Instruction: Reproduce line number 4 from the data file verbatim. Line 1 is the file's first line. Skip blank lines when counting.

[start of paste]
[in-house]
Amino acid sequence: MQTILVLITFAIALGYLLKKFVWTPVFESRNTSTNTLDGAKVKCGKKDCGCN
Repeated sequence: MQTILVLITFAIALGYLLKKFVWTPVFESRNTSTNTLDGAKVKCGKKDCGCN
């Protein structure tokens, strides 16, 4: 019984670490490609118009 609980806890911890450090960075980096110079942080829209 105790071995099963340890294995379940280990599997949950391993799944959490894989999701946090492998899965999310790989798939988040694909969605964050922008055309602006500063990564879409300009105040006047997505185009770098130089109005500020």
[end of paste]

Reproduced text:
């Protein structure tokens, strides 16, 4: 019984670490490609118009 609980806890911890450090960075980096110079942080829209 105790071995099963340890294995379940280990599997949950391993799944959490894989999701946090492998899965999310790989798939988040694909969605964050922008055309602006500063990564879409300009105040006047997505185009770098130089109005500020």